While aboard a Navy ship, Popeye pulls in a Japanese carrier. Two extreme Japanese stereotypes -- buck-teeth and all -- try to trick Popeye into believing that they want to sign a peace agreement with him. Popeye falls for it until the pair try to do him in. Once Popeye catches on, the entire Japanese fleet is called out to fight Popeye. The spinach gets broken out only halfway through the cartoon. Guess who wins.
Heaven knows that the Fleischers were not above stereotyping for the purpose of laughs. And obviously, this cartoon has to be viewed in the historical context of World War II, and with this cartoon's notion that Popeye = every American soldier fighting to conquer the Japanese.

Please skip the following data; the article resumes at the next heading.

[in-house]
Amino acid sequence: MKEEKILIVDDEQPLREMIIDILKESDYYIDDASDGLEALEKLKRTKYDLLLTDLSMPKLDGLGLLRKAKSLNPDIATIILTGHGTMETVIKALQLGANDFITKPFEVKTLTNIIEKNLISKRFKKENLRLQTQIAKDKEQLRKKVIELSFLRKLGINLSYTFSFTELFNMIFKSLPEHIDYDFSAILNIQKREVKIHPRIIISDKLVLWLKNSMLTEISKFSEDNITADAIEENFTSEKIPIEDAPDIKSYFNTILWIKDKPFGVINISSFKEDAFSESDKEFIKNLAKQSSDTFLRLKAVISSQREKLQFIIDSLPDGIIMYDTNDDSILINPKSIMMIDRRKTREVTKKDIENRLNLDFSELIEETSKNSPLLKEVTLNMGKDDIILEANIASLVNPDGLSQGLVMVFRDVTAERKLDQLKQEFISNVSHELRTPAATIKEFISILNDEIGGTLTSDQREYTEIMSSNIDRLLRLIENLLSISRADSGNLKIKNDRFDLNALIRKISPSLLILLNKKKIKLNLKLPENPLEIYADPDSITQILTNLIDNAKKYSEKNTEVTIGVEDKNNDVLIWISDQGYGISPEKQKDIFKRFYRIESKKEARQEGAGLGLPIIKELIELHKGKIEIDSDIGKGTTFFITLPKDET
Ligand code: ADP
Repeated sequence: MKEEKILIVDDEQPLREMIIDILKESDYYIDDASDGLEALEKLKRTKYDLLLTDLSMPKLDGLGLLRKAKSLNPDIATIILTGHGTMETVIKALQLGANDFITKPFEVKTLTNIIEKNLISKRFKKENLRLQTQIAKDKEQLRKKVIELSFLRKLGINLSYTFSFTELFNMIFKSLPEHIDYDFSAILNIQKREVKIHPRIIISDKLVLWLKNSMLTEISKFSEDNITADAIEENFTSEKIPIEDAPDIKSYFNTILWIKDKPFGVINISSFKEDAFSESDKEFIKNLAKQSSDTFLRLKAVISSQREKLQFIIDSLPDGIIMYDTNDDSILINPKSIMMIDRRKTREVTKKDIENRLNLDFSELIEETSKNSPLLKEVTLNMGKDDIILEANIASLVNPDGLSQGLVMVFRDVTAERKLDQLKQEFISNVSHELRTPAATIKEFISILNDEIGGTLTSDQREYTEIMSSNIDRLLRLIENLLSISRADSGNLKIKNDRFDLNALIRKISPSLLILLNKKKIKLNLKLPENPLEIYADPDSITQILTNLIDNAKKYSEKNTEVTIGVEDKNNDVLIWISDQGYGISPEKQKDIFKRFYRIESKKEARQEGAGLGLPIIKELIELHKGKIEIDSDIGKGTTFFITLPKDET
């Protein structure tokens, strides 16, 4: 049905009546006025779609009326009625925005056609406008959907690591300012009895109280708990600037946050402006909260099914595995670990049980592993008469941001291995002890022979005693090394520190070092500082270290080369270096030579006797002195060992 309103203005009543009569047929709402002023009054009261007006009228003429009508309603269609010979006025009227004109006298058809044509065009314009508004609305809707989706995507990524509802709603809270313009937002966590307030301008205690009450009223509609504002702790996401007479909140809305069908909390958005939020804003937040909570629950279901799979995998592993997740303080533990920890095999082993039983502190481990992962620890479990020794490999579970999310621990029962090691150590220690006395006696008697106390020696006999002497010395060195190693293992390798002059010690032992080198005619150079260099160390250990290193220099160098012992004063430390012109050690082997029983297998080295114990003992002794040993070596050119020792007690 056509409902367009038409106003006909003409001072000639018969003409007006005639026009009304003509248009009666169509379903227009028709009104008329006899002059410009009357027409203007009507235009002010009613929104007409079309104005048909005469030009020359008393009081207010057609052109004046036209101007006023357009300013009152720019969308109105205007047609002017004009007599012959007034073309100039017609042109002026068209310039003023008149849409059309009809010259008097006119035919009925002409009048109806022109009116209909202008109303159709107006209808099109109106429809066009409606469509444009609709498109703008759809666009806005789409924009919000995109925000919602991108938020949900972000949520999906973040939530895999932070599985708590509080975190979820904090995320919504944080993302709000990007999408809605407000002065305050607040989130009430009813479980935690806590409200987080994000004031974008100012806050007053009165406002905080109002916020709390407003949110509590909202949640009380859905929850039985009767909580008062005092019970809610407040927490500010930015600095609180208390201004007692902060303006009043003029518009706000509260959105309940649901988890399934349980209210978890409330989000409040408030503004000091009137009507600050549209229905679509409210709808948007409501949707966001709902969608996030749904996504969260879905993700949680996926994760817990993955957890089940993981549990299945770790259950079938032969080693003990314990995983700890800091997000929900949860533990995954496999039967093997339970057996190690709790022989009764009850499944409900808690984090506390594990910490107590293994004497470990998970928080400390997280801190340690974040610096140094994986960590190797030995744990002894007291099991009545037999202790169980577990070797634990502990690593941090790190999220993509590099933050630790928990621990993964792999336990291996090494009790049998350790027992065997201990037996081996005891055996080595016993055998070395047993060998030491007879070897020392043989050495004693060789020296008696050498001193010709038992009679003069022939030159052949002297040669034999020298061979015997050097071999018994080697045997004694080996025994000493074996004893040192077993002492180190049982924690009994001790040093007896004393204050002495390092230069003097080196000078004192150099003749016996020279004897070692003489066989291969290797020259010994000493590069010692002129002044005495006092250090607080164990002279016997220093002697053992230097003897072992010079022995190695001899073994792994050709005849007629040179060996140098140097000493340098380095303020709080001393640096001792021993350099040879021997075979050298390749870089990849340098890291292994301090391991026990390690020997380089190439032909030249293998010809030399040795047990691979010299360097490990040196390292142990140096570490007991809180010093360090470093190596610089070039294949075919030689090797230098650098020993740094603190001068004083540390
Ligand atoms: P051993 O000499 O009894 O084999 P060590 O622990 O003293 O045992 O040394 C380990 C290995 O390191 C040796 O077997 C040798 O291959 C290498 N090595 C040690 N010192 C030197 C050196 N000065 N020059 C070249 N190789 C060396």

With all of that said, it only makes it more painful that the first post-Fleischer Popeye cartoon is eye-popping not because of its animation (though that's more than up to standard here), but because of its one-note demonizing of the enemy.
Once Popeye has conquered the enemy ship and removed (nearly all of) its inhabitants, one wishes the cartoon could end then and there. Instead, it painfully lingers for another two minutes, as the enemy ship's lone remaining officer tries to commit suicide (and "save face") by swallowing gasoline. And the final "gag" is did-I-really-just-see-that mind-blowing, as the Japanese ship sinks to the sound effect of a flushing toilet.
No doubt, all of the above get-those-slanty-eyed-Japs rhetoric had American audiences cheering in 1942. Today, it serves only to remind us how America's poisonous pattern of ethnocentricism serves to alienate us from much of the world.
Bottom line: Sad way for Popeye to enter a post-Fleischer world.
© 2007, Steve Bailey.
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